VIE: An Otherwise Unnecessary Legal Innovation to Connect Chinese Companies to the World

Alexandra Stevenson’s “VIE: an acronym every investor in Chinese companies should know about” on FT.com offers a simple but clear introduction about the variable interest entity (VIE) structure which has been adopted by a number of China’s tech giants, including Alibaba, whose IPO in 2015 “shows foreign investors able to skirt risks“.

“Created to circumvent ownership restrictions of companies in sectors considered sensitive by the Chinese government, VIEs are contracts that give a foreign-listed company control of a local company without direct share ownership.”

The VIE structure does however present real legal risks, as, in case of insolvence, foreign investors would find no real assets in the company. See the case of Dongfang Shipbuilding.

Other discussions on the VIE:

  • China law blog: http://www.chinalawblog.com/2011/10/to_vie_or_not_to_vie_in_china_that_is_the_question.html
  • China accounting blog: http://www.chinaaccountingblog.com/weblog/are-vies-a-going-concern.html

 

China renews its commitment to liberalization and openness, again?

The SCMP reports on  17 August 2017 that “China orders ministries to open up more of economy to foreign investors“, based on the 《国务院关于促进外资增长若干措施的通知》(the “2017 FDI Circular”, hereafter) released by the State Council, which is the official name of China’s Central Government.  The Circular offers 22 measures aiming to attract more foreign investment to China as well as comfort foreign investors in China who have expressed increasing frustration over market access limitations and discriminations against foreign companies.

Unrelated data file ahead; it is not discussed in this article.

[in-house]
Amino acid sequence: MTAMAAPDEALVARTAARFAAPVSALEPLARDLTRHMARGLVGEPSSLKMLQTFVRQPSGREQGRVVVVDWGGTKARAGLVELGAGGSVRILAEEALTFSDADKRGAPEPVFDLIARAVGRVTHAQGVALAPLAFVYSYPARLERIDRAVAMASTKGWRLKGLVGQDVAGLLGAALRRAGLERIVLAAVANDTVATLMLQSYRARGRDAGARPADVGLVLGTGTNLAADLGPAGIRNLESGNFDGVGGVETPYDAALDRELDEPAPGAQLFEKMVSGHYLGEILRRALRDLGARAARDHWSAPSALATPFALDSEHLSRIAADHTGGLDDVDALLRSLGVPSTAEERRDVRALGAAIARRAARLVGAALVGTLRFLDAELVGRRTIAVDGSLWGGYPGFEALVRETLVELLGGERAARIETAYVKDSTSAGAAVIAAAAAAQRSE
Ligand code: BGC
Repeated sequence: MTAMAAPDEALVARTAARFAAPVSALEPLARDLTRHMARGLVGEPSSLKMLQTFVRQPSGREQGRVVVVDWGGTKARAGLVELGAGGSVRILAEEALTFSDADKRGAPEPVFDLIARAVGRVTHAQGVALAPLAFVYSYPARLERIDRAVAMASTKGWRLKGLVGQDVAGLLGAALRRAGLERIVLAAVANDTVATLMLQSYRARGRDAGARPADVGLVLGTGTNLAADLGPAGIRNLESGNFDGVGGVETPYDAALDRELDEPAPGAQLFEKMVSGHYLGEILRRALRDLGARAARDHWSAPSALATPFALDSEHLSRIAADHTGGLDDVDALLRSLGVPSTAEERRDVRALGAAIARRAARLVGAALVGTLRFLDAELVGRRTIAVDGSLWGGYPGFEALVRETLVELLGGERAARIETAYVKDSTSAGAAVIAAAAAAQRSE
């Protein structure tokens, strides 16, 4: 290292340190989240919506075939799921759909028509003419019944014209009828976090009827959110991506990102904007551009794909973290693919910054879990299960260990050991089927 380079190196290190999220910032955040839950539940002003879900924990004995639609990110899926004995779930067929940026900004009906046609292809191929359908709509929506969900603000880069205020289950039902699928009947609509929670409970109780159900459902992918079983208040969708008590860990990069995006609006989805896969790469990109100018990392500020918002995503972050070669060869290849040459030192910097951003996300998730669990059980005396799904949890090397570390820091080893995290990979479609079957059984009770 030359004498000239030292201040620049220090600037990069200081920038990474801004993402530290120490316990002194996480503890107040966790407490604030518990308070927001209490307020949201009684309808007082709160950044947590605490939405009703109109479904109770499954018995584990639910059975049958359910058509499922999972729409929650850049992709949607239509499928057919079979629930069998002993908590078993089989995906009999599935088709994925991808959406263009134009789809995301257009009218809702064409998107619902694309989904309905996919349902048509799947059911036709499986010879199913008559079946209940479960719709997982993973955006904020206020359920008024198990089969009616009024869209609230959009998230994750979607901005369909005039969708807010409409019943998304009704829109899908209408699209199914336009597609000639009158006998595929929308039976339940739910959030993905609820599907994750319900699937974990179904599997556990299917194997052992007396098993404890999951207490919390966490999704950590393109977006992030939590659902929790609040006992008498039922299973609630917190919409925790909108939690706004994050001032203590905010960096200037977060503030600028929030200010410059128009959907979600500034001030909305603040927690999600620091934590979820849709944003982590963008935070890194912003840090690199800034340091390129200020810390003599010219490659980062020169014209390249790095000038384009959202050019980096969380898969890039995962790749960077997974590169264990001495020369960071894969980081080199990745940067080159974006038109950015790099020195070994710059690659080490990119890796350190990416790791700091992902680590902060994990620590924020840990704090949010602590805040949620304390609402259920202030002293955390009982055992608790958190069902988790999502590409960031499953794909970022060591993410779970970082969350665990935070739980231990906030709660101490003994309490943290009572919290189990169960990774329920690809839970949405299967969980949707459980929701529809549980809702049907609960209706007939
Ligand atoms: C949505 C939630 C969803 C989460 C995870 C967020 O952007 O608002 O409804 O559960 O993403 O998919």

This is just another such normative document issued by the State Council. Early this year, it released the 《国务院关于扩大对外开放积极利用外资若干措施的通知》,which was viewed as Premier Li Keqiang’s efforts to further open up his country, the world’s second largest economy.  A summary of these 20 measures can be found here.

Given the increasingly tighten political environment within China, it’s curious whether these measures would indicate significant policy change, or just indicate China’s desperation for more foreign investment.